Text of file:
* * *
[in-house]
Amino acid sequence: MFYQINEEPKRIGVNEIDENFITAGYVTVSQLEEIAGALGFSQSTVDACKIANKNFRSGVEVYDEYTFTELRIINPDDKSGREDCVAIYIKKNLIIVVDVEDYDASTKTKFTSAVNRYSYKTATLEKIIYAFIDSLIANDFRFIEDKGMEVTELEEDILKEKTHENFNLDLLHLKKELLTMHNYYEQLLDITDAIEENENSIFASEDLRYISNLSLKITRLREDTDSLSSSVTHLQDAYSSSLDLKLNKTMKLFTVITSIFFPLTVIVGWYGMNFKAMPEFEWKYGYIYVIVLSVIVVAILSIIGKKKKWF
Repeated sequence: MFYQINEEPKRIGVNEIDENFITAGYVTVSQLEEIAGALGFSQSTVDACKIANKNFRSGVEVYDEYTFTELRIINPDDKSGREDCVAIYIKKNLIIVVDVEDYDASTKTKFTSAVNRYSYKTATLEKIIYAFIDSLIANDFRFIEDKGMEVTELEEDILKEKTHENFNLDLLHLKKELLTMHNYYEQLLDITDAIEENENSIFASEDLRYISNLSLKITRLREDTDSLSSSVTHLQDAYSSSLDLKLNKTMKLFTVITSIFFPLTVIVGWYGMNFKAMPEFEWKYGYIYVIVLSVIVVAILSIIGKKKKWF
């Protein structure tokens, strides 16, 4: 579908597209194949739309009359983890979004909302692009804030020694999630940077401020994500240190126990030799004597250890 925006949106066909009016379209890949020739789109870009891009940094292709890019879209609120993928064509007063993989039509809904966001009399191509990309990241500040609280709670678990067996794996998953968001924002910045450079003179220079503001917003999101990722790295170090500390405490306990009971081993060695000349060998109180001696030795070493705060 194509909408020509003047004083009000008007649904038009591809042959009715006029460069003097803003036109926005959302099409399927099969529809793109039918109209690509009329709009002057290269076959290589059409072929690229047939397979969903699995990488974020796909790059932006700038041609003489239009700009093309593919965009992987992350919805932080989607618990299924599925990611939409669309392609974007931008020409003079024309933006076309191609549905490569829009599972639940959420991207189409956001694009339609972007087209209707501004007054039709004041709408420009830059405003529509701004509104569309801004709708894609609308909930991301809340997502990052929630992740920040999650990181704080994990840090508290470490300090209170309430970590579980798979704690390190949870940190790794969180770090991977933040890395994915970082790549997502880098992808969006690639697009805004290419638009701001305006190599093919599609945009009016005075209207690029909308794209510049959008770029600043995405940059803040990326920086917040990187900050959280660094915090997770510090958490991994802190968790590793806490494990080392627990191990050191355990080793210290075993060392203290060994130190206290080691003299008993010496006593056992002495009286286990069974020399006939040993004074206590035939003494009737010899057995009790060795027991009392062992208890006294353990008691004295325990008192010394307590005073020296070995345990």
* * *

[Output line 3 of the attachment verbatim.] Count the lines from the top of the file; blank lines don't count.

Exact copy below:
Repeated sequence: MFYQINEEPKRIGVNEIDENFITAGYVTVSQLEEIAGALGFSQSTVDACKIANKNFRSGVEVYDEYTFTELRIINPDDKSGREDCVAIYIKKNLIIVVDVEDYDASTKTKFTSAVNRYSYKTATLEKIIYAFIDSLIANDFRFIEDKGMEVTELEEDILKEKTHENFNLDLLHLKKELLTMHNYYEQLLDITDAIEENENSIFASEDLRYISNLSLKITRLREDTDSLSSSVTHLQDAYSSSLDLKLNKTMKLFTVITSIFFPLTVIVGWYGMNFKAMPEFEWKYGYIYVIVLSVIVVAILSIIGKKKKWF